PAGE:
Coronavirus in Europe: Sweden opts for herd immunity

The Scandinavian country has adopted a starkly different approach to the global COVID-19 health crisis

Amidst the eerie calm of European streets due to nationwide quarantine measures, Sweden’s businesses remain bustling with energy, and customers. The Scandinavian country has adopted a starkly different approach to the global COVID-19 health crisis, despite overwhelming international criticism, coined herd immunity.

Swedish health authorities have urged elderly citizens to stay home, while encouraging the younger population to forgo the hysteria and panic, and continue life as normal.

Herd immunity functions as a form of indirect protection from infectious disease that occurs when a large percentage of a population becomes immune to infection.

The “business as usual” mentality has garnered high levels of public support, as only 31% of Swedes say they are “very” or “somewhat” scared that they will contract COVID-19 - the lowest in the world. However, the country ranks 5th on highest global risk (0.0024%), and virologists have voiced increasing concerns regarding the validity of their approach.

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Stockholm region's health director Björn Eriksson told Swedish radio: "Up until now the healthcare system has been one step ahead of the virus", but he warned "the storm was growing". Sweden has only been testing serious cases and health workers, skewing data models that chart virus evolution.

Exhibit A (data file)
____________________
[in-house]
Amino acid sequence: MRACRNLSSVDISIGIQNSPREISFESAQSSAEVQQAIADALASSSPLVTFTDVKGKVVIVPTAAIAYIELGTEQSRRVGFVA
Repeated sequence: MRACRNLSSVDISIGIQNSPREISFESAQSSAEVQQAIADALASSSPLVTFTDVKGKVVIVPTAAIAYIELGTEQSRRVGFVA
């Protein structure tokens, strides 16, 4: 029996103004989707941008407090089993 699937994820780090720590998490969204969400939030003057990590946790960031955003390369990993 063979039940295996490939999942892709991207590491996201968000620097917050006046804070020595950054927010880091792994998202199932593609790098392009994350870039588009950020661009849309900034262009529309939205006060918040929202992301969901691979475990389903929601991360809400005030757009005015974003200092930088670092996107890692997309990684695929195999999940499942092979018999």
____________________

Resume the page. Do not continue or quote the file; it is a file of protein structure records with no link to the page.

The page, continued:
The unreliable numbers concerning hospital admissions and fatalities fails to observe the two-week lag between diagnosis and death. Sweden’s Nordic neighbors have fueled public debates on introducing stricter measures, that have reached as far as the Swedish parliament.

They will be consulted this week before the government takes any new emergency steps, which could include shutting down airports, train and bus stations, shops and restaurants. Other isolation tactics such as banning social gatherings of more than 50 people, and initiating online classes at universities and high schools, are also up for consideration.

However as death estimates remain in the hundreds, Sweden’s chief epidemiologist Anders Tegnell argues that it is important for a part of the population to acquire immunity.

The country’s coronavirus strategy is always viewed as an attempt to slow the spread of infection so that health services are not overwhelmed.

Originally adopted by the UK and the Netherlands as well, soaring death numbers prompted those countries to switch objectives. Sweden has not yet conceded to international pressure, but the country’s steeping infection curve may inspire a change in course as well.